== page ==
For your convenience, all Reader’s Forum submissions are separated by the ## symbol.
In response to Sally’s requests for arts and crafts ideas, Terry wrote:
Hi Sally and anyone else interested in crafts. I am a low partial who does plastic canvas, knitting, loom knitting, safety pin beading, some beading and I am sure I can think of more. I love crafts. I am a member of the NFB Krafters Korner and we would like you and others, interest in crafts, to join. Even though you have lost some or all of your sight, you can still do crafts. You can visit www.krafterscorner.com for more information, or send an email to the editor for my contact information.
In response to Sally’s requests for arts and crafts ideas, Jan wrote:
There are several internet resources.
Blind and VI people interested in fiber crafting can join the Blind Stitchers list on Google Groups. It’s a friendly place for knitters, crocheters, and other fiberistas who are visually impaired or blind. Support and expertise abound for anyone from novice to advanced. Discussions range from fibers, to projects, to craft trivia, to detailed descriptions of stitches and techniques.
Another resource for blind and VI yarn crafters is Working out Kinks and Fingering Yarn, a Word Press blog. It includes tutorials on various knit and crochet stitches and techniques as well as general information on other crafts and crafty observations. There’s something for all skill levels, and there’s a blogroll, which links to other helpful resources.
In response to Feature Writer Alena Roberts – Bring on the Braille, Roy wrote:
I am a very enthusiastic Braille display user–have been since 1991. I started off with one called the VersaBraille, made by TSI. It was a 20-cell display which had its own small built-in modem and computer. From there I graduated to the Alva 380 display in 1994 and now own a Brailliant 80 cell display. I have never used voice, don’t like it, don’t want it.
Alena is right. Braille displays have become much more compact and portable. I love my Brailliant 80 and, in fact, it is my most valued possession. I’m using it right now as I write this and I have the Alva available as backup should something happen to this one. I’ve had it for 2 years now and the Braille is still as fresh as ever.
In response to Feature Writer John Christie – How the DTV Radio for the Blind Came to Be, Barbara wrote:
Responding to John Christie ‘s piece on the digital TV radio, I hadn’t watched TV in years until I bought Richard Oehm’s digital TV radio. Since I have a little vision, the only time I’ve wished for a picture is when I was watching the Olympics. I’m not sure how the dives and gymnastics would have been described, other than what was narrated from the sportscaster.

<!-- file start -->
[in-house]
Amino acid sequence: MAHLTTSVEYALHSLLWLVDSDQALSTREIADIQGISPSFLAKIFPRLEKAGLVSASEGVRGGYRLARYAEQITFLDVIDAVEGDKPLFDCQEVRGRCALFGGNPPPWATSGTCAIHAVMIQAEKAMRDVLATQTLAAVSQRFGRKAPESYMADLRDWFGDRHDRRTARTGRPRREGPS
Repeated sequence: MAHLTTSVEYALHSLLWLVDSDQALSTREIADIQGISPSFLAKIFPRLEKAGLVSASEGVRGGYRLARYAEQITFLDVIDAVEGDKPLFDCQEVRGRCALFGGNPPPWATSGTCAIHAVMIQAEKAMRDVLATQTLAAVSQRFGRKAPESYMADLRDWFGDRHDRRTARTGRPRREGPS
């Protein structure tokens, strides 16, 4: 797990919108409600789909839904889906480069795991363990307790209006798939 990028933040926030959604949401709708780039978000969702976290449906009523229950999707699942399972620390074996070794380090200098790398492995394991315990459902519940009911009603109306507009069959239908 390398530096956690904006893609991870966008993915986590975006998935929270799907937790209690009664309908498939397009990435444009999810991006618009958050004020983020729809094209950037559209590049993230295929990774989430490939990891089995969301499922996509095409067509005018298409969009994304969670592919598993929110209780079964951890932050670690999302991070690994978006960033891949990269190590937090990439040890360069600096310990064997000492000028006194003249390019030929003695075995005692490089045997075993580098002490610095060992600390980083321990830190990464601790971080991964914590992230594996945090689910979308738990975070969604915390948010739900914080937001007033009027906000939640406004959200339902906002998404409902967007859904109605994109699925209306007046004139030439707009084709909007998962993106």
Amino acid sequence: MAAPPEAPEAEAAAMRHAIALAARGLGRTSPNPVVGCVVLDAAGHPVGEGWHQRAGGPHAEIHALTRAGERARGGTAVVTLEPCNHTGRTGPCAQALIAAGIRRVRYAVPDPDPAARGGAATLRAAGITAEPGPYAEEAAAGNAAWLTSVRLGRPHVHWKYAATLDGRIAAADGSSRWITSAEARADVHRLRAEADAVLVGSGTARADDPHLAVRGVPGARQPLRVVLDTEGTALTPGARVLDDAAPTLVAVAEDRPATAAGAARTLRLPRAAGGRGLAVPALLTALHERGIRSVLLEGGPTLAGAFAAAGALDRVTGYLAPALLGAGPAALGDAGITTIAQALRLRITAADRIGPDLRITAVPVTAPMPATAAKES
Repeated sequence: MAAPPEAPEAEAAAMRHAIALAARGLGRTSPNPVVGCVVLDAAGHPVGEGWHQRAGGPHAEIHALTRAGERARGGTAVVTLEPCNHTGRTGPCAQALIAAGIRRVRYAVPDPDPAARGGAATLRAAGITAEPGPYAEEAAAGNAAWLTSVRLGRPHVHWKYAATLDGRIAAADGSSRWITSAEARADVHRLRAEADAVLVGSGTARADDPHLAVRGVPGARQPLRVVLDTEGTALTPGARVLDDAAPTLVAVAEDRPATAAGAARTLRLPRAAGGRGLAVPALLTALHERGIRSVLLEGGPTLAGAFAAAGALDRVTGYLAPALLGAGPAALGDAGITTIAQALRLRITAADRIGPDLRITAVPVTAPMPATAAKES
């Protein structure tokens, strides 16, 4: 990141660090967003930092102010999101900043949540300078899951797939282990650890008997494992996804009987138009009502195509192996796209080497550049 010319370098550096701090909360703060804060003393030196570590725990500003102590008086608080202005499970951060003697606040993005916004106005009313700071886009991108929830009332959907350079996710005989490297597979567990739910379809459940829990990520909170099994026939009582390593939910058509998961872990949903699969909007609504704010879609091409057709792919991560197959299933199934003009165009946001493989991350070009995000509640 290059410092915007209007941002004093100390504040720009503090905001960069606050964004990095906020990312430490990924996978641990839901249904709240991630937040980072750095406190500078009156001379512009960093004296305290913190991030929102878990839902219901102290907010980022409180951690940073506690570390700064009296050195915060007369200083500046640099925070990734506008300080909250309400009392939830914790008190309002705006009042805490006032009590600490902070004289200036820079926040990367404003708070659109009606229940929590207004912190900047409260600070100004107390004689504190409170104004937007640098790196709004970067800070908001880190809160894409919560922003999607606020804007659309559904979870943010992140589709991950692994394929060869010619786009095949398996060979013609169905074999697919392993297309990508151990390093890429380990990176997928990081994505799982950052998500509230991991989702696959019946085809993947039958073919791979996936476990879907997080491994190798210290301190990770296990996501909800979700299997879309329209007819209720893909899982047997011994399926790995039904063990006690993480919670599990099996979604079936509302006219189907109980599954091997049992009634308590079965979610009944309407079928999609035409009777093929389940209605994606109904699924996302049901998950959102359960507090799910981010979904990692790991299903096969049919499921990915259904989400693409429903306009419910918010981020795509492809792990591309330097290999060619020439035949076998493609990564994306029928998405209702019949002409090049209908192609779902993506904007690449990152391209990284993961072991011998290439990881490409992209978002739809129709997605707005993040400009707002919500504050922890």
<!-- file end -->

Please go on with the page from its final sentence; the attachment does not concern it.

In response to recent submissions regarding independent living, Joe wrote:
Despite my unwillingness to learn, my mother insisted that I know something about handling myself in the kitchen.
I prefer a gas stove over an electric unit because when such a stove is turned off, it cools quickly. The electric stoves do not. For some years I have lived in Virginia in a rural setting in which there are no natural gas lines. So I had to deal with electric cooking.
I very strongly recommend that you use potholders and pot holder mittens. The latter help you work deep in an oven where you might brush your arm against a part of the hot oven.
I was a bit concerned when my sighted wife wanted to replace the stove with one which has a flat surface. She did most of the cooking so this wasn’t of concern, but when she became very ill, she could no longer cook. The thing I did was learn which knobs control which unseen burner. I did that by turning the burner on and off quickly and then looking around the top to see where it was warm. That led me to realize that with this technique I could easily know just where to place a pot or pan.
In response to Op Ed with Bob Branco – The Narrator isn’t all that was Advertised, Abbie wrote:
My husband Bill and I purchased this radio recently, and we love it, despite the fact that the voice doesn’t provide all information on the screen. I listen to NPR and Bill listens to baseball games on ESPN radio, and neither of these stations provide any feedback on the screen, anyway. It would be cool if it would tell us what the score is or what classical or jazz piece is playing on NPR, but you know what they say about having your cake and eating it, too. Perhaps someday, they’ll come up with a radio that provides more audible feedback, but this is a great start as far as accessible products are concerned. We’re grateful to be able to set the clock and alarm with audible feedback and know what frequency we’re on when we turn the radio on and tune to a different station.